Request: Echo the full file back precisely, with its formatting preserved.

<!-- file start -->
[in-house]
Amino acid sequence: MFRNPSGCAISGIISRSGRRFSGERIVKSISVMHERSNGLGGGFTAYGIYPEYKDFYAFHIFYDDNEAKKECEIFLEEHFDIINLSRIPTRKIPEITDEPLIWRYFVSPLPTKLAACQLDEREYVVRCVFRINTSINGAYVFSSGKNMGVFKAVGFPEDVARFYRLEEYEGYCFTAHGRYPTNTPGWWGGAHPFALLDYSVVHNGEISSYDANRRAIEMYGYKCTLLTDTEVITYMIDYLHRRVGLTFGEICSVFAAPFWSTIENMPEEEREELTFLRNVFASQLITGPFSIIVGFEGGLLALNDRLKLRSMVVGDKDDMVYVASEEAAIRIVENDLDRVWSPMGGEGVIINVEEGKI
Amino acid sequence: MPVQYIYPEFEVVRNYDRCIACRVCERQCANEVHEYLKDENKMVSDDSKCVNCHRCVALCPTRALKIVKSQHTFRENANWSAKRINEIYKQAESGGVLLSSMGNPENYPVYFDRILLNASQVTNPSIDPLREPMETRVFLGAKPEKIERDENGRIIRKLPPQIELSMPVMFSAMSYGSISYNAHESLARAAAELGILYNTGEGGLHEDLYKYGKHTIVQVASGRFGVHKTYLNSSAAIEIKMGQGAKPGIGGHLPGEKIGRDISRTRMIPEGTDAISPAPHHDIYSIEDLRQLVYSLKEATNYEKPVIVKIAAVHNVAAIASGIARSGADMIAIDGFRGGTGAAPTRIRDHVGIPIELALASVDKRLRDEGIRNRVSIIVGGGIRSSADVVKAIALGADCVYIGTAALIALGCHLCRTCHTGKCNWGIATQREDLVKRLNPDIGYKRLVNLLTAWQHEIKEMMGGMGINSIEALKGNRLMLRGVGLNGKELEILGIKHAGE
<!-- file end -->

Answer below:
[in-house]
Amino acid sequence: MFRNPSGCAISGIISRSGRRFSGERIVKSISVMHERSNGLGGGFTAYGIYPEYKDFYAFHIFYDDNEAKKECEIFLEEHFDIINLSRIPTRKIPEITDEPLIWRYFVSPLPTKLAACQLDEREYVVRCVFRINTSINGAYVFSSGKNMGVFKAVGFPEDVARFYRLEEYEGYCFTAHGRYPTNTPGWWGGAHPFALLDYSVVHNGEISSYDANRRAIEMYGYKCTLLTDTEVITYMIDYLHRRVGLTFGEICSVFAAPFWSTIENMPEEEREELTFLRNVFASQLITGPFSIIVGFEGGLLALNDRLKLRSMVVGDKDDMVYVASEEAAIRIVENDLDRVWSPMGGEGVIINVEEGKI
Amino acid sequence: MPVQYIYPEFEVVRNYDRCIACRVCERQCANEVHEYLKDENKMVSDDSKCVNCHRCVALCPTRALKIVKSQHTFRENANWSAKRINEIYKQAESGGVLLSSMGNPENYPVYFDRILLNASQVTNPSIDPLREPMETRVFLGAKPEKIERDENGRIIRKLPPQIELSMPVMFSAMSYGSISYNAHESLARAAAELGILYNTGEGGLHEDLYKYGKHTIVQVASGRFGVHKTYLNSSAAIEIKMGQGAKPGIGGHLPGEKIGRDISRTRMIPEGTDAISPAPHHDIYSIEDLRQLVYSLKEATNYEKPVIVKIAAVHNVAAIASGIARSGADMIAIDGFRGGTGAAPTRIRDHVGIPIELALASVDKRLRDEGIRNRVSIIVGGGIRSSADVVKAIALGADCVYIGTAALIALGCHLCRTCHTGKCNWGIATQREDLVKRLNPDIGYKRLVNLLTAWQHEIKEMMGGMGINSIEALKGNRLMLRGVGLNGKELEILGIKHAGE